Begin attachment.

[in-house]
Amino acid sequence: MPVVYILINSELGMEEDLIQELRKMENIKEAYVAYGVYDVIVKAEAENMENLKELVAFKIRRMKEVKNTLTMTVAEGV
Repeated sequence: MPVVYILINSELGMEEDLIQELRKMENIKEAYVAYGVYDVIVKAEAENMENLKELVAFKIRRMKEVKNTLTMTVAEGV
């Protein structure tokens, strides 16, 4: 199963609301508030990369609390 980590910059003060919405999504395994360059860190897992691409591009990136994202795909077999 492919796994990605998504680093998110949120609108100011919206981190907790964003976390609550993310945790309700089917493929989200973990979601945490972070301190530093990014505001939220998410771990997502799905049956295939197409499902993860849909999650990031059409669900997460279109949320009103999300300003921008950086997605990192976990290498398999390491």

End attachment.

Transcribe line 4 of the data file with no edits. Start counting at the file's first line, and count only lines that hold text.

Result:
């Protein structure tokens, strides 16, 4: 199963609301508030990369609390 980590910059003060919405999504395994360059860190897992691409591009990136994202795909077999 492919796994990605998504680093998110949120609108100011919206981190907790964003976390609550993310945790309700089917493929989200973990979601945490972070301190530093990014505001939220998410771990997502799905049956295939197409499902993860849909999650990031059409669900997460279109949320009103999300300003921008950086997605990192976990290498398999390491």